Beginning two decades ago, MSIs became cornerstones of the new global architecture to protect human rights and worker rights alongside trade unions, NGOs and local communities. A decade ago that structure found its floor—not its ceiling—in the UN Guiding Principles on Business and Human Rights. While companies must protect and promote as well as respect human rights, greater pressure must be also placed on states—both home and host country governments of multinationals and their supply chain partners—to protect human rights. We need to use every tool: legislation and regulation; litigation and non-judicial remedy; civil society activism and corporate advocacy; trade unions and Worker-driven Social Responsibility initiatives; pressure from responsible investors and financial institutions. MSIs can become fitter-for-purpose if both their attributes and limitations are more clearly understood and appreciated.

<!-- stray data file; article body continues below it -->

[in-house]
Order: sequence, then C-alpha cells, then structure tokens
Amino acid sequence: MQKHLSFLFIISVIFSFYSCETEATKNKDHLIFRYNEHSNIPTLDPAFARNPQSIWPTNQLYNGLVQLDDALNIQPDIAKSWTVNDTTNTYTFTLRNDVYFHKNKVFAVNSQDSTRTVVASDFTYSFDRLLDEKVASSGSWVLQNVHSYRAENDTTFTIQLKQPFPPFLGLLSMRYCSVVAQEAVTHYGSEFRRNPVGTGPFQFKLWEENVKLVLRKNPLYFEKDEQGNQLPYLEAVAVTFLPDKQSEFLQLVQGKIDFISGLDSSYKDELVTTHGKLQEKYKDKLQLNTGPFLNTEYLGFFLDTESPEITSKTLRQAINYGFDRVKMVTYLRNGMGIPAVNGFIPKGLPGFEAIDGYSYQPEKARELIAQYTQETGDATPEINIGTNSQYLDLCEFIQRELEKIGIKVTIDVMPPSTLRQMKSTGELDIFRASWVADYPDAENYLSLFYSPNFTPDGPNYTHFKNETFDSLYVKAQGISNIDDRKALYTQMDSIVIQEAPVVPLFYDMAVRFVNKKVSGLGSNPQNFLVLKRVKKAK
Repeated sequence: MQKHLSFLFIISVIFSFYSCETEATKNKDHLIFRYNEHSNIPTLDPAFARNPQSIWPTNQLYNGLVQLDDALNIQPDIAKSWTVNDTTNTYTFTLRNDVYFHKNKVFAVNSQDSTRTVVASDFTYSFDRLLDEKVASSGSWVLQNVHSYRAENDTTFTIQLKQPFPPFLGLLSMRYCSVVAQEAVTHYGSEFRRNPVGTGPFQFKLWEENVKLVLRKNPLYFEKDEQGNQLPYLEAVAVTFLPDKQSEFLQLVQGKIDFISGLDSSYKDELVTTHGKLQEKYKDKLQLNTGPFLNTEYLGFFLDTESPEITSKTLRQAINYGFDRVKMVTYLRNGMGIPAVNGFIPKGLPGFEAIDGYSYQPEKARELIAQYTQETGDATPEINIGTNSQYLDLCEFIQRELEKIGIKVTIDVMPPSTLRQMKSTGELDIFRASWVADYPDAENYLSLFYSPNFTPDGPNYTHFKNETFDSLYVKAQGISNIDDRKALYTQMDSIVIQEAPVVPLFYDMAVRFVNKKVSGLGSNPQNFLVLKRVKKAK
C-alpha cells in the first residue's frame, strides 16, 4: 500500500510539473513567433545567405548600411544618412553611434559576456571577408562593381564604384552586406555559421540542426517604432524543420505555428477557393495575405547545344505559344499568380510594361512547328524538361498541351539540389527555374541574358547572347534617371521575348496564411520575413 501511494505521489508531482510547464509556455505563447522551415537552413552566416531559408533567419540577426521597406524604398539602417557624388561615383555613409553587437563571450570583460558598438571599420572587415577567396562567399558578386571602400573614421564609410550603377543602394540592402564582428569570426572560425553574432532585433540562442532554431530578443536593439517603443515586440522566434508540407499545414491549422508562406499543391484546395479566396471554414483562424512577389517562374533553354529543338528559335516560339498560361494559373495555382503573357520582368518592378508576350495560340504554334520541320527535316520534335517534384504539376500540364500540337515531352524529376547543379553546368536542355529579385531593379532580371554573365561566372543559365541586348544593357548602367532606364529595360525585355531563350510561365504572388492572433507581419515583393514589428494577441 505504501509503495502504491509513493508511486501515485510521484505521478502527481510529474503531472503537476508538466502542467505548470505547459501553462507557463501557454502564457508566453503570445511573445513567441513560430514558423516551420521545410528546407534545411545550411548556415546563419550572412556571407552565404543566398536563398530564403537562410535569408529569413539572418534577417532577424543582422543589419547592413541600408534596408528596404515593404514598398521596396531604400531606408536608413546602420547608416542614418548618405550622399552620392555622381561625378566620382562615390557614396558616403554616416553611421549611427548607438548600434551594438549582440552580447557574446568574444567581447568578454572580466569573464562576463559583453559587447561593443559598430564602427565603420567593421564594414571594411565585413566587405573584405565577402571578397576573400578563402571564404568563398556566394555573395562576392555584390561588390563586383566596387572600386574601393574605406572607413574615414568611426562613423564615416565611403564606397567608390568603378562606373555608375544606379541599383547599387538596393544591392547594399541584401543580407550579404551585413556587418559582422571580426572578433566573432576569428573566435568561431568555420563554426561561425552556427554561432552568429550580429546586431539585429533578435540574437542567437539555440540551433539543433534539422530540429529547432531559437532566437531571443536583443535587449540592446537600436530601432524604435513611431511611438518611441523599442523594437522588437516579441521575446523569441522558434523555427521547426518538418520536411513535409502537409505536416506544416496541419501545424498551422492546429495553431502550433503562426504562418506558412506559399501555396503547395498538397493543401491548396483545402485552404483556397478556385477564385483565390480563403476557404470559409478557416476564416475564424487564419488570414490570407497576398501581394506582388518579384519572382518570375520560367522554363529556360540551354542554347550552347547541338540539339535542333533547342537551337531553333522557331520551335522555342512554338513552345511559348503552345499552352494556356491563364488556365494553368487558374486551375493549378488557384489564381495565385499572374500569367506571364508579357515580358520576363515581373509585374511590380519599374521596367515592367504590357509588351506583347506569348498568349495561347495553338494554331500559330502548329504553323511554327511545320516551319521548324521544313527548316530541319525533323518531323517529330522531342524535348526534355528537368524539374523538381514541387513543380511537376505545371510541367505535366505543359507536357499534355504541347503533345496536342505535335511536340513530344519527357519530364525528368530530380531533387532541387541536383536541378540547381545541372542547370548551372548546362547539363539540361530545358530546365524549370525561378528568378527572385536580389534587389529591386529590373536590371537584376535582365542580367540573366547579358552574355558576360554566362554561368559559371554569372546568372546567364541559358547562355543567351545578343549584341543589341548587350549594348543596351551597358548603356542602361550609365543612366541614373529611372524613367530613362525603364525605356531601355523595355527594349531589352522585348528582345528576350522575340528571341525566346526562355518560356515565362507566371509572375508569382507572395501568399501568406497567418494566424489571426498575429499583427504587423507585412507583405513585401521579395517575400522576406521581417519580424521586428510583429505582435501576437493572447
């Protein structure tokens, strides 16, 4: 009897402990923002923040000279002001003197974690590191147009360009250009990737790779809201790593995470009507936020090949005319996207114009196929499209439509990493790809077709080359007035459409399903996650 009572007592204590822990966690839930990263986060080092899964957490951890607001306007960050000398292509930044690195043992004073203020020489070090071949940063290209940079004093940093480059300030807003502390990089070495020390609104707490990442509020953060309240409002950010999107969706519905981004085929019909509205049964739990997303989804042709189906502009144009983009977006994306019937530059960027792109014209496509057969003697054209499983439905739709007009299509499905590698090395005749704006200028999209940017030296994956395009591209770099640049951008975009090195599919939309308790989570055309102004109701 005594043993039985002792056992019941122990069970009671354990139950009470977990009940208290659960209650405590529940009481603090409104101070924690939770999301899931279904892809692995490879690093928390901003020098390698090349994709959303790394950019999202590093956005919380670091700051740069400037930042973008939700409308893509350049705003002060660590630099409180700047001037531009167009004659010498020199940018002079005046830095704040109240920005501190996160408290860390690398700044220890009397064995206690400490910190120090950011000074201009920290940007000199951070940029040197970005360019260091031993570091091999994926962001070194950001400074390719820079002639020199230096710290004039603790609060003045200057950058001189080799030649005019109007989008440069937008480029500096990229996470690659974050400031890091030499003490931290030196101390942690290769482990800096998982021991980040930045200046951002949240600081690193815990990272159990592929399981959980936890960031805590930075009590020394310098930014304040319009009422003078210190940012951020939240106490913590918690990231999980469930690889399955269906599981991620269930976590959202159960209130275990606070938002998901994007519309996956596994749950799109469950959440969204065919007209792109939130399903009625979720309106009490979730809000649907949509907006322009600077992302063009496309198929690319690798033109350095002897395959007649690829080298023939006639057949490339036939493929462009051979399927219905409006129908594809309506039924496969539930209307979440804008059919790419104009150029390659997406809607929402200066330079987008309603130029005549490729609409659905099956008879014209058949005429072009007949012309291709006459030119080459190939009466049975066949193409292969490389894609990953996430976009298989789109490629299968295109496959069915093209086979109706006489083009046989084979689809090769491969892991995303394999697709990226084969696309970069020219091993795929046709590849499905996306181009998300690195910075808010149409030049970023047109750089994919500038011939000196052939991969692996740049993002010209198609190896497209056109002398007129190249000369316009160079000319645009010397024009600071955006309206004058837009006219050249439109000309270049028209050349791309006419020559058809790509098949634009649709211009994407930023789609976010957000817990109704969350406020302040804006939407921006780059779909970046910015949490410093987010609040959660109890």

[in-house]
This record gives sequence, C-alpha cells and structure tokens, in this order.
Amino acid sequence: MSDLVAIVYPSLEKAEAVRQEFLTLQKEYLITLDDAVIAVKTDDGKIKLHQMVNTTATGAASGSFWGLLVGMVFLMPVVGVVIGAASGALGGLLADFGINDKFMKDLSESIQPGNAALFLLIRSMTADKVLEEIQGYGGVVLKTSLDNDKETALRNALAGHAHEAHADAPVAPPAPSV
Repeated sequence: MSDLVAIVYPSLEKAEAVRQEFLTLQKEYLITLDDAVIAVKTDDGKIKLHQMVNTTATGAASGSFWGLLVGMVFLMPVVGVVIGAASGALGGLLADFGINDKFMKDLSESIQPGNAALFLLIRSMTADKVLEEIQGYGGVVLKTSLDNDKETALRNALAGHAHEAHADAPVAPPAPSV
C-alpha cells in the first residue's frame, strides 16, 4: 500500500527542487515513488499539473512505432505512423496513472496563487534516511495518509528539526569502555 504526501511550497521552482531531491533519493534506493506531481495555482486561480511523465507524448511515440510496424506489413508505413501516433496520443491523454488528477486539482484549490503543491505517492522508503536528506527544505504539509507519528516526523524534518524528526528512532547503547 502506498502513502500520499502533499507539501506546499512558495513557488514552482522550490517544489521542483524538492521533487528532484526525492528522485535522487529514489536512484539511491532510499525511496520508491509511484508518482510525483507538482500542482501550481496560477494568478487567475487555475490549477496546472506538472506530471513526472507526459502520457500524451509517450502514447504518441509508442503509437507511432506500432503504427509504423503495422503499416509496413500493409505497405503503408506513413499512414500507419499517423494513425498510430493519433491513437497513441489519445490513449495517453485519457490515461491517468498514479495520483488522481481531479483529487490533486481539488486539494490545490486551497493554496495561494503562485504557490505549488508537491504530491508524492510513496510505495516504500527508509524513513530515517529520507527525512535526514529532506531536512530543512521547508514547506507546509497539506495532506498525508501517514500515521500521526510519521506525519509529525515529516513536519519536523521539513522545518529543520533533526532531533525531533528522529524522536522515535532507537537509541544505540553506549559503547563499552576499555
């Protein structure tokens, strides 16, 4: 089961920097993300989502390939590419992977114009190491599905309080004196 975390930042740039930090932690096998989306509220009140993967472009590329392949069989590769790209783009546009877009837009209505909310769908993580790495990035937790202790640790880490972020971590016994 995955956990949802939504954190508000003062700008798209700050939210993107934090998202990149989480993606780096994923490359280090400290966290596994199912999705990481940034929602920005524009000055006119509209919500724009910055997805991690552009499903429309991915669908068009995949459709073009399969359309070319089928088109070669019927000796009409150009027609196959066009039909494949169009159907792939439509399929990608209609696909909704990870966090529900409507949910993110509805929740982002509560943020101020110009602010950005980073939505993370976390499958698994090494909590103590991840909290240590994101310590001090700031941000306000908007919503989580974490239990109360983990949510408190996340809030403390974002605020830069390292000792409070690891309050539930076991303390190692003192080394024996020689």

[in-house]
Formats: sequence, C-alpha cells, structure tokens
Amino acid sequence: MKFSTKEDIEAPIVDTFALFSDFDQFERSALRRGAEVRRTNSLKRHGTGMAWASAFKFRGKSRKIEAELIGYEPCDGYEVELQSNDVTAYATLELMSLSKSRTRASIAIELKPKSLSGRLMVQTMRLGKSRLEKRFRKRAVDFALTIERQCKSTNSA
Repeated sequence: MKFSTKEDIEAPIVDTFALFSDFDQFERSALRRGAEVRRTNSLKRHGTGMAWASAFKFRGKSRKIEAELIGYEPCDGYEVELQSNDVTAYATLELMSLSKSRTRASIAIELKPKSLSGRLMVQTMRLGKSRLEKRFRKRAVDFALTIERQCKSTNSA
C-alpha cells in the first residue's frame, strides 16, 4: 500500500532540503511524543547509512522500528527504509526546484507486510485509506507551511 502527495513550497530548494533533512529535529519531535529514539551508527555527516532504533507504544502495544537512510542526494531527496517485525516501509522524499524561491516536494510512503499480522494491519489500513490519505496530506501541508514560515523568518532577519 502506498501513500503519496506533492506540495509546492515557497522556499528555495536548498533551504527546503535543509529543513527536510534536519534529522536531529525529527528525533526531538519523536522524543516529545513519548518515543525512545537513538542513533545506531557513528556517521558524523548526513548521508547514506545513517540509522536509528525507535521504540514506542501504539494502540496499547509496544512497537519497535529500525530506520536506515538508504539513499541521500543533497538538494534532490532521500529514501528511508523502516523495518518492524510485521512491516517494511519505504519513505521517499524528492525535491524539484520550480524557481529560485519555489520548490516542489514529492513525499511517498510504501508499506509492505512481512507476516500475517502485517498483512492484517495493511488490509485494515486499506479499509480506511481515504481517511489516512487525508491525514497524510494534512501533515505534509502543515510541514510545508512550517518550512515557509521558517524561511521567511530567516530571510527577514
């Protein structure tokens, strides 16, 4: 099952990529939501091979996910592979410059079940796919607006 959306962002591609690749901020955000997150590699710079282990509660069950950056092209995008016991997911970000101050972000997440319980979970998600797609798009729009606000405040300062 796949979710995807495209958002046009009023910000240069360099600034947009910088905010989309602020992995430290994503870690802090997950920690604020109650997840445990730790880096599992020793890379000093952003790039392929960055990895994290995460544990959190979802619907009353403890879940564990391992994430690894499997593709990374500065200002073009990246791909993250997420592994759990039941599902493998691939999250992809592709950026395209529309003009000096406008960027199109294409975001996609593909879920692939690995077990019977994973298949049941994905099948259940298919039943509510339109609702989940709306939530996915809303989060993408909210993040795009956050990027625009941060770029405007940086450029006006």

Bennett Freeman led the development of the Voluntary Principles on Security and Human Rights (VPSHR) and served on the board of the Fair Labor Association (FLA), both as U.S. Deputy Assistant Secretary of State for Democracy, Human Rights and Labor in 1999-2000. He served on the first board of the Extractive Industries Transparency Initiative (EITI) from 2006-09, representing Oxfam while also serving on the board of Oxfam America. As Senior Vice President of Calvert Investments, he co-founded the Global Network Initiative (GNI) in 2006-08 and served as Board Secretary from 2010-20.
This is the seventh contribution in a joint blog series by the International Human Rights Clinic and MSI Integrity. The series will critically examine the role and value of MSIs in business and human rights; it coincides with a new report, Not Fit-For-Purpose, which compiles experience and insights over the last decade and explores cross-cutting trends and lessons learned about MSIs, as a field, from a human rights perspective. Read other blogs in the series here.